Flora © EMRST


Although the plant kingdom is often forgotten when one thinks about conservation, the Erongo Mountain Rhino Sanctuary Trust and its supporters commit to the protection of the indigenous species - especially those indigenous to the Erongo.
The Erongo Mountains have a - due its unique biotope - unique plant life; also species endemic to Namibia occur here.
Although most of the vegetation is decidual in the winter time, the picture is wholly different in the summer when the rainy season begins. At this time of the year everything turns green and even a few “wild flowers” are a welcome visual variation. This, however, is only present for a few months, until everything returns to the region’s characteristic brown and grey tones. Merely along the dry riverbeds the green often persists throughout the year.


Rare spectacle in a biotope which is otherwise considered a semi-desert © Hagen Denker
Rare spectacle in a biotope which is otherwise considered a semi-desert


As the west of the Erongo Mountains already belongs to the semi-desert, many of the typical iconic plant species of western and north-western Namibia occur here. In these granite areas Moringa, Kobas, Sterculia and various
Commiphera occur frequently. Euphorbia - the cactus of Africa - and very locally also Lithops can be found.
Many Acacia species are widespread in the Erongo. While the landscape is predominantly covered in sparse shrubs and bushes, the picture is a different one along the big dry rivers. Owing to the better ground water level, big trees at times grow here. Whereas at the foot of the granite a Fig tree can be found here and there, especially Lead-wood and Ana as well as Umbrella-thorn trees grow on the fringes of the dry rivers meandering through the landscape. Especially the pods of the Ana trees attract a lot of game.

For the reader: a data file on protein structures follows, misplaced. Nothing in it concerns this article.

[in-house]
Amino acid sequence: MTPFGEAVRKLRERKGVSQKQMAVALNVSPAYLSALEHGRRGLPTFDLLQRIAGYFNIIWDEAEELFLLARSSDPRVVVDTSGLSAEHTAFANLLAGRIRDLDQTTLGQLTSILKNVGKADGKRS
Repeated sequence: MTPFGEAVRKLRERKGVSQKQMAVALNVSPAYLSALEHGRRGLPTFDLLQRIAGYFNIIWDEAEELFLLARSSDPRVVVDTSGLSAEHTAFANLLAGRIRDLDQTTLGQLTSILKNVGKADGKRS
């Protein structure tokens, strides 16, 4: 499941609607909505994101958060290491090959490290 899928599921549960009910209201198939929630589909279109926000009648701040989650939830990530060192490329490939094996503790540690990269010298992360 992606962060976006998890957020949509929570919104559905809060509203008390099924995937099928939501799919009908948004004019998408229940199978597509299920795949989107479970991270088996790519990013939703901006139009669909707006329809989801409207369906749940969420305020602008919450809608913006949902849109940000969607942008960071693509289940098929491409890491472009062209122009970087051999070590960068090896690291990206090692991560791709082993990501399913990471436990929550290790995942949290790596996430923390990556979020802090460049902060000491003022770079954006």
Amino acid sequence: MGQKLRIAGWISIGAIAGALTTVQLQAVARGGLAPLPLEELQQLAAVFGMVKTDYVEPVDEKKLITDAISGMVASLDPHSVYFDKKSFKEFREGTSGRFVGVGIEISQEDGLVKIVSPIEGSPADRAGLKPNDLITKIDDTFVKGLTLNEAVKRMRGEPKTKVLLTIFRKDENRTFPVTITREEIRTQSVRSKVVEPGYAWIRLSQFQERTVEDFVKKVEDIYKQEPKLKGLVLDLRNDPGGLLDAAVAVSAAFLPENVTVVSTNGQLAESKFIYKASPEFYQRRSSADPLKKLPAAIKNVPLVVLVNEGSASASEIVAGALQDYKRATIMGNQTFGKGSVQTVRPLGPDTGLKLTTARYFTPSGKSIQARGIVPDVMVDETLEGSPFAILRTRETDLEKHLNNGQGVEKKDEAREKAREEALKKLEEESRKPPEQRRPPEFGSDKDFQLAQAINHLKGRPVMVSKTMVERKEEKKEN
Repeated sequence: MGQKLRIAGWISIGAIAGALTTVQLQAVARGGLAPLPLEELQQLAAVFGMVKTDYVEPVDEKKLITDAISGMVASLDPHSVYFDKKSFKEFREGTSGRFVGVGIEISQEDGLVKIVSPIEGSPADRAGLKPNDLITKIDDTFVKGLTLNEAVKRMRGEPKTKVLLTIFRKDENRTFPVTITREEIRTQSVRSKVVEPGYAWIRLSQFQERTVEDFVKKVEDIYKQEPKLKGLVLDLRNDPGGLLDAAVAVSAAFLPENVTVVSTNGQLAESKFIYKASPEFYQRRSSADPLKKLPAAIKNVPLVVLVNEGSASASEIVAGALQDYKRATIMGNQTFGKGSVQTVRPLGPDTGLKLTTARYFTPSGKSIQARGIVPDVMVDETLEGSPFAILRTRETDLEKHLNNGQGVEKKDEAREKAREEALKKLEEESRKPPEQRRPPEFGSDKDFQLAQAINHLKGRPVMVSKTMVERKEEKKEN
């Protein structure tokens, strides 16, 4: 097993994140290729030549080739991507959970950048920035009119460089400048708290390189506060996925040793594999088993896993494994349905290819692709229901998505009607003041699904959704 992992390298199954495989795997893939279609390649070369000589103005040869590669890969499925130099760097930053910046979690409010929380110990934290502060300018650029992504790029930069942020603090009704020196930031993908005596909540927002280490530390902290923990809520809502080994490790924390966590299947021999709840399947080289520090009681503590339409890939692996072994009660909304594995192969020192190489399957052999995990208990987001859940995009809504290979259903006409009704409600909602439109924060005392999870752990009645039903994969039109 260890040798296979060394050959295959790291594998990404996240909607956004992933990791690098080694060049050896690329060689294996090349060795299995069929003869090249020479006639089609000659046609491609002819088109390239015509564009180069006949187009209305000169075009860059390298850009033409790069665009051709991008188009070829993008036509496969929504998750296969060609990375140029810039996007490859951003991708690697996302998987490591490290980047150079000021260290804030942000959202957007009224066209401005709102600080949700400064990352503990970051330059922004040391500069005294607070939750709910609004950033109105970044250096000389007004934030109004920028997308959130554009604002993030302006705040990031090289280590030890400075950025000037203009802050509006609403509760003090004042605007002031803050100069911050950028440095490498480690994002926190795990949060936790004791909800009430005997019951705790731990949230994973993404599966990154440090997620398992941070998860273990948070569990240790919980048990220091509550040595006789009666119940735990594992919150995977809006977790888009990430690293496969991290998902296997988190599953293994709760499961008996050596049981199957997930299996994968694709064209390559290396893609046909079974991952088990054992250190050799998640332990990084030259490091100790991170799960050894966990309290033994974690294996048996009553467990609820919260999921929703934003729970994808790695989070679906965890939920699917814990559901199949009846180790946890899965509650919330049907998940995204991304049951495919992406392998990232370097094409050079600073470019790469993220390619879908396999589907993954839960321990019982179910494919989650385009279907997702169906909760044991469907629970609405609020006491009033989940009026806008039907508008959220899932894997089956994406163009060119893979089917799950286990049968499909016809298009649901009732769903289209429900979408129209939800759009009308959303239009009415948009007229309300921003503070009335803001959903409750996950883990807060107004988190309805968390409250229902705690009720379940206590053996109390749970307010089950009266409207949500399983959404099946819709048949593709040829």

Conservation projects in the plant world that the Erongo Mountain Rhino Sanctuary Trust works in, are especially the extermination of Prosopis (
P. glandulosa) in the entire Trust area. Prosopis are not indigenous to Namibia, they were introduced from central America. Originally they were probably introduced as a shade-giving tree, as Prosopis often carry leaves throughout the year. The pods are also extremely nutritious and were fed to livestock. Nonetheless, the Prosopis is a very aggressive plant that displaces indigenous flora relentlessly. This is especially true at the dry riverbeds, but the Prosopis is also prevalent at homesteads and villages. Although the situation is comparatively good in the Erongo Mountains, there are efforts to combat the spreading of Prosopis.
Due to overgrazing by livestock - and adding to that the good rainfalls of the past 10 years - many clearings in the bushland have fallen victim to bush encroachment. Often these openings very quickly get overgrown with Red-thorn (
Acacia reficiens). As such large clearings are very important habitat for Springbok, debushing is also done in the Erongo. This is a very time-consuming endeavour, if the vegetation is not to be removed indiscriminately.

Lily in the Erongo Mountains © Hagen Denker